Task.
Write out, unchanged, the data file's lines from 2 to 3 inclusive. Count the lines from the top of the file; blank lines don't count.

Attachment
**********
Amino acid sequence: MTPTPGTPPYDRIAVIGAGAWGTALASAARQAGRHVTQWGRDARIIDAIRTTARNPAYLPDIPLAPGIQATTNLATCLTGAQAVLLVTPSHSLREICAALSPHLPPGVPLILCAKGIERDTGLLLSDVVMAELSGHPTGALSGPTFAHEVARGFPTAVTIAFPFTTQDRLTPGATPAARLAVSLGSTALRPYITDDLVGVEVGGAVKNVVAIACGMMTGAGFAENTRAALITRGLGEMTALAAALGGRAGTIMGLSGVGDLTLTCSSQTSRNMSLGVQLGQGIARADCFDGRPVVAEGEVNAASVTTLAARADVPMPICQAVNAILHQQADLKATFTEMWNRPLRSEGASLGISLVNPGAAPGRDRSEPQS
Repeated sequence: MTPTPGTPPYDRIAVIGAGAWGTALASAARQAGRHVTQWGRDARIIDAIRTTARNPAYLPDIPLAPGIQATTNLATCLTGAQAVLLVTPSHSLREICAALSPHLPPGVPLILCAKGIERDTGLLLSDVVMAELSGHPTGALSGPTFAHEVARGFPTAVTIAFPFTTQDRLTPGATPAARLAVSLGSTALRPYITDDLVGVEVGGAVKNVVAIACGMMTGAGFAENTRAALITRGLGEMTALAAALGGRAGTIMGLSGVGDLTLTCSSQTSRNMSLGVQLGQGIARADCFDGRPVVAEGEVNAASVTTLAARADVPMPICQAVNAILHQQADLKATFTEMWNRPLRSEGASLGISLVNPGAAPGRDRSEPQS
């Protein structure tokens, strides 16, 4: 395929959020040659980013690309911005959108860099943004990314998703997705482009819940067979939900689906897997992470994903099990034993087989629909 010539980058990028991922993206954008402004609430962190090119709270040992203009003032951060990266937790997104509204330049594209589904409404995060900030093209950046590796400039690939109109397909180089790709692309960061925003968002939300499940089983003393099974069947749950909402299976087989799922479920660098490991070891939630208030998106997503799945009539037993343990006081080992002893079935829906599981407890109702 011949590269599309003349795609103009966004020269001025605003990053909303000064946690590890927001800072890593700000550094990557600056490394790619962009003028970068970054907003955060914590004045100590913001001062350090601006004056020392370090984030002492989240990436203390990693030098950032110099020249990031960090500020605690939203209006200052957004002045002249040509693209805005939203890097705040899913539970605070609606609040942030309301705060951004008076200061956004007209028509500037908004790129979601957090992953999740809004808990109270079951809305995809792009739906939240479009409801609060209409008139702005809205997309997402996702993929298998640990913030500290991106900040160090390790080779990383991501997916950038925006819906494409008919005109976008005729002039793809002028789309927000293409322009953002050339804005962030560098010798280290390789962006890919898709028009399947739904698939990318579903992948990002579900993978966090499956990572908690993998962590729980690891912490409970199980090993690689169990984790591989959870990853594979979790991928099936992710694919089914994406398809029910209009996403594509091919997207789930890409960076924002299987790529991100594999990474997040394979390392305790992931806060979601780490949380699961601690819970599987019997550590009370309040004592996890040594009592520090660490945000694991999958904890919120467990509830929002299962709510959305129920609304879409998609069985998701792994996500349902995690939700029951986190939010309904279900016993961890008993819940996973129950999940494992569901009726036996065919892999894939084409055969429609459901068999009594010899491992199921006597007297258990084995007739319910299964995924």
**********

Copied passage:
Repeated sequence: MTPTPGTPPYDRIAVIGAGAWGTALASAARQAGRHVTQWGRDARIIDAIRTTARNPAYLPDIPLAPGIQATTNLATCLTGAQAVLLVTPSHSLREICAALSPHLPPGVPLILCAKGIERDTGLLLSDVVMAELSGHPTGALSGPTFAHEVARGFPTAVTIAFPFTTQDRLTPGATPAARLAVSLGSTALRPYITDDLVGVEVGGAVKNVVAIACGMMTGAGFAENTRAALITRGLGEMTALAAALGGRAGTIMGLSGVGDLTLTCSSQTSRNMSLGVQLGQGIARADCFDGRPVVAEGEVNAASVTTLAARADVPMPICQAVNAILHQQADLKATFTEMWNRPLRSEGASLGISLVNPGAAPGRDRSEPQS
């Protein structure tokens, strides 16, 4: 395929959020040659980013690309911005959108860099943004990314998703997705482009819940067979939900689906897997992470994903099990034993087989629909 010539980058990028991922993206954008402004609430962190090119709270040992203009003032951060990266937790997104509204330049594209589904409404995060900030093209950046590796400039690939109109397909180089790709692309960061925003968002939300499940089983003393099974069947749950909402299976087989799922479920660098490991070891939630208030998106997503799945009539037993343990006081080992002893079935829906599981407890109702 011949590269599309003349795609103009966004020269001025605003990053909303000064946690590890927001800072890593700000550094990557600056490394790619962009003028970068970054907003955060914590004045100590913001001062350090601006004056020392370090984030002492989240990436203390990693030098950032110099020249990031960090500020605690939203209006200052957004002045002249040509693209805005939203890097705040899913539970605070609606609040942030309301705060951004008076200061956004007209028509500037908004790129979601957090992953999740809004808990109270079951809305995809792009739906939240479009409801609060209409008139702005809205997309997402996702993929298998640990913030500290991106900040160090390790080779990383991501997916950038925006819906494409008919005109976008005729002039793809002028789309927000293409322009953002050339804005962030560098010798280290390789962006890919898709028009399947739904698939990318579903992948990002579900993978966090499956990572908690993998962590729980690891912490409970199980090993690689169990984790591989959870990853594979979790991928099936992710694919089914994406398809029910209009996403594509091919997207789930890409960076924002299987790529991100594999990474997040394979390392305790992931806060979601780490949380699961601690819970599987019997550590009370309040004592996890040594009592520090660490945000694991999958904890919120467990509830929002299962709510959305129920609304879409998609069985998701792994996500349902995690939700029951986190939010309904279900016993961890008993819940996973129950999940494992569901009726036996065919892999894939084409055969429609459901068999009594010899491992199921006597007297258990084995007739319910299964995924």